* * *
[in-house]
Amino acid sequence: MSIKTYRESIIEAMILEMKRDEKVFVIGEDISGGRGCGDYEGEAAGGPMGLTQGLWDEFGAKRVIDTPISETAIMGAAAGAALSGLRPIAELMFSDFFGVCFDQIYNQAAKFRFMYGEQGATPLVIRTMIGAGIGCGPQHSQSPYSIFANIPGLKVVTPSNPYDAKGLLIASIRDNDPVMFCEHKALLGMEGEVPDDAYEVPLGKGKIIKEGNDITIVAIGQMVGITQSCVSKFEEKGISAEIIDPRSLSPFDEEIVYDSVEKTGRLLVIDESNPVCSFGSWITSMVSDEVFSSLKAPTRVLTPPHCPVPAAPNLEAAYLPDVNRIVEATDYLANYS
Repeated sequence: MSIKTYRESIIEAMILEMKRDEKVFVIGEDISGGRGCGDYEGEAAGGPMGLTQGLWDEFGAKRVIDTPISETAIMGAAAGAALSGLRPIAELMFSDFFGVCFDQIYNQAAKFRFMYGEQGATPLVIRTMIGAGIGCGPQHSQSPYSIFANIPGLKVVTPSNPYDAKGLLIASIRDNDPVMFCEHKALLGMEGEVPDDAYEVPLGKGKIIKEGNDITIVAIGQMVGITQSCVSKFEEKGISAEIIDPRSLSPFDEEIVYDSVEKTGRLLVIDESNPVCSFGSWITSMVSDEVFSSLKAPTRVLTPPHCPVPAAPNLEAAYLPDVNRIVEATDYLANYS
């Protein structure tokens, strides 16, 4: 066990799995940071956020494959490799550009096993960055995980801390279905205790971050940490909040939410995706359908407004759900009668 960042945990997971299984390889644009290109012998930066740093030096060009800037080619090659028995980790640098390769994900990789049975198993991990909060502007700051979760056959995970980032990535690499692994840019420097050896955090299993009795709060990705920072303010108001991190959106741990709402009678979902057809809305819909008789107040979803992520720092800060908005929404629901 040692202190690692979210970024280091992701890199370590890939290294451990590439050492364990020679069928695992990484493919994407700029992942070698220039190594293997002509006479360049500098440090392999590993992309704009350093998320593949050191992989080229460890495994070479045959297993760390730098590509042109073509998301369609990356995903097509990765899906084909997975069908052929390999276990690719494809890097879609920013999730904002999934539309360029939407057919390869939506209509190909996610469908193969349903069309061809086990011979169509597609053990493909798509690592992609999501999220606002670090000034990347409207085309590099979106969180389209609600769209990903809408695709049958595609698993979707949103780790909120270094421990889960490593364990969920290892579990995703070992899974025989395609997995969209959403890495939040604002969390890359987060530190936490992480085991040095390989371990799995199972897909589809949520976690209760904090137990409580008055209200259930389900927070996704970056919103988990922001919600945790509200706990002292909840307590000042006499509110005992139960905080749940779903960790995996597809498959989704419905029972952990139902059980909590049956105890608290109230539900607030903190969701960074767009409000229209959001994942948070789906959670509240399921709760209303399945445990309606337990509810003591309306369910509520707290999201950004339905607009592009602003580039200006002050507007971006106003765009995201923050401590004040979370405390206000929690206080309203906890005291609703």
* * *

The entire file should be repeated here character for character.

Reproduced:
[in-house]
Amino acid sequence: MSIKTYRESIIEAMILEMKRDEKVFVIGEDISGGRGCGDYEGEAAGGPMGLTQGLWDEFGAKRVIDTPISETAIMGAAAGAALSGLRPIAELMFSDFFGVCFDQIYNQAAKFRFMYGEQGATPLVIRTMIGAGIGCGPQHSQSPYSIFANIPGLKVVTPSNPYDAKGLLIASIRDNDPVMFCEHKALLGMEGEVPDDAYEVPLGKGKIIKEGNDITIVAIGQMVGITQSCVSKFEEKGISAEIIDPRSLSPFDEEIVYDSVEKTGRLLVIDESNPVCSFGSWITSMVSDEVFSSLKAPTRVLTPPHCPVPAAPNLEAAYLPDVNRIVEATDYLANYS
Repeated sequence: MSIKTYRESIIEAMILEMKRDEKVFVIGEDISGGRGCGDYEGEAAGGPMGLTQGLWDEFGAKRVIDTPISETAIMGAAAGAALSGLRPIAELMFSDFFGVCFDQIYNQAAKFRFMYGEQGATPLVIRTMIGAGIGCGPQHSQSPYSIFANIPGLKVVTPSNPYDAKGLLIASIRDNDPVMFCEHKALLGMEGEVPDDAYEVPLGKGKIIKEGNDITIVAIGQMVGITQSCVSKFEEKGISAEIIDPRSLSPFDEEIVYDSVEKTGRLLVIDESNPVCSFGSWITSMVSDEVFSSLKAPTRVLTPPHCPVPAAPNLEAAYLPDVNRIVEATDYLANYS
């Protein structure tokens, strides 16, 4: 066990799995940071956020494959490799550009096993960055995980801390279905205790971050940490909040939410995706359908407004759900009668 960042945990997971299984390889644009290109012998930066740093030096060009800037080619090659028995980790640098390769994900990789049975198993991990909060502007700051979760056959995970980032990535690499692994840019420097050896955090299993009795709060990705920072303010108001991190959106741990709402009678979902057809809305819909008789107040979803992520720092800060908005929404629901 040692202190690692979210970024280091992701890199370590890939290294451990590439050492364990020679069928695992990484493919994407700029992942070698220039190594293997002509006479360049500098440090392999590993992309704009350093998320593949050191992989080229460890495994070479045959297993760390730098590509042109073509998301369609990356995903097509990765899906084909997975069908052929390999276990690719494809890097879609920013999730904002999934539309360029939407057919390869939506209509190909996610469908193969349903069309061809086990011979169509597609053990493909798509690592992609999501999220606002670090000034990347409207085309590099979106969180389209609600769209990903809408695709049958595609698993979707949103780790909120270094421990889960490593364990969920290892579990995703070992899974025989395609997995969209959403890495939040604002969390890359987060530190936490992480085991040095390989371990799995199972897909589809949520976690209760904090137990409580008055209200259930389900927070996704970056919103988990922001919600945790509200706990002292909840307590000042006499509110005992139960905080749940779903960790995996597809498959989704419905029972952990139902059980909590049956105890608290109230539900607030903190969701960074767009409000229209959001994942948070789906959670509240399921709760209303399945445990309606337990509810003591309306369910509520707290999201950004339905607009592009602003580039200006002050507007971006106003765009995201923050401590004040979370405390206000929690206080309203906890005291609703």